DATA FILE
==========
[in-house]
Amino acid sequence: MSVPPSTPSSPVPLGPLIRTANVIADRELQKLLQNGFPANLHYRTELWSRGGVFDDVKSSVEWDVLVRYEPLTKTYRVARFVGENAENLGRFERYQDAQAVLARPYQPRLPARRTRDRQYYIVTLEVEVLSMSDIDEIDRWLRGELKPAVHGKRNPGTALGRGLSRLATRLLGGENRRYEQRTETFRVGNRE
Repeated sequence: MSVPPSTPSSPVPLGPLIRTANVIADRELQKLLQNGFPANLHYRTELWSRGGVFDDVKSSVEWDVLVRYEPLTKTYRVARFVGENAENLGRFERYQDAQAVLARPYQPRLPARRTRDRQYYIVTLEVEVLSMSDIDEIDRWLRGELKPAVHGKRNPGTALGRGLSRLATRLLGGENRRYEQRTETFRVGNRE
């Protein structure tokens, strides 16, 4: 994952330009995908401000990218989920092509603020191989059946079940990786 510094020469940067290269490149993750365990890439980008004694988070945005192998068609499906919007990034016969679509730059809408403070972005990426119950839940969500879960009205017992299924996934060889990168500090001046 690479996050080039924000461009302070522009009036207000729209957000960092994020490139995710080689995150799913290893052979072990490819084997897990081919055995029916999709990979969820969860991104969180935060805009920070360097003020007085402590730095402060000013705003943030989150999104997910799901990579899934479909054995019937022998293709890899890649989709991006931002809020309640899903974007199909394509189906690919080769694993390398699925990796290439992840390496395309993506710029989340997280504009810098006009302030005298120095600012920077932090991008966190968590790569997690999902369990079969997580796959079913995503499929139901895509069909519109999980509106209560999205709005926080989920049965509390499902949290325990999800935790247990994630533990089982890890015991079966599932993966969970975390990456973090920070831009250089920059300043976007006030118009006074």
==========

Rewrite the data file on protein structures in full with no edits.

[in-house]
Amino acid sequence: MSVPPSTPSSPVPLGPLIRTANVIADRELQKLLQNGFPANLHYRTELWSRGGVFDDVKSSVEWDVLVRYEPLTKTYRVARFVGENAENLGRFERYQDAQAVLARPYQPRLPARRTRDRQYYIVTLEVEVLSMSDIDEIDRWLRGELKPAVHGKRNPGTALGRGLSRLATRLLGGENRRYEQRTETFRVGNRE
Repeated sequence: MSVPPSTPSSPVPLGPLIRTANVIADRELQKLLQNGFPANLHYRTELWSRGGVFDDVKSSVEWDVLVRYEPLTKTYRVARFVGENAENLGRFERYQDAQAVLARPYQPRLPARRTRDRQYYIVTLEVEVLSMSDIDEIDRWLRGELKPAVHGKRNPGTALGRGLSRLATRLLGGENRRYEQRTETFRVGNRE
């Protein structure tokens, strides 16, 4: 994952330009995908401000990218989920092509603020191989059946079940990786 510094020469940067290269490149993750365990890439980008004694988070945005192998068609499906919007990034016969679509730059809408403070972005990426119950839940969500879960009205017992299924996934060889990168500090001046 690479996050080039924000461009302070522009009036207000729209957000960092994020490139995710080689995150799913290893052979072990490819084997897990081919055995029916999709990979969820969860991104969180935060805009920070360097003020007085402590730095402060000013705003943030989150999104997910799901990579899934479909054995019937022998293709890899890649989709991006931002809020309640899903974007199909394509189906690919080769694993390398699925990796290439992840390496395309993506710029989340997280504009810098006009302030005298120095600012920077932090991008966190968590790569997690999902369990079969997580796959079913995503499929139901895509069909519109999980509106209560999205709005926080989920049965509390499902949290325990999800935790247990994630533990089982890890015991079966599932993966969970975390990456973090920070831009250089920059300043976007006030118009006074």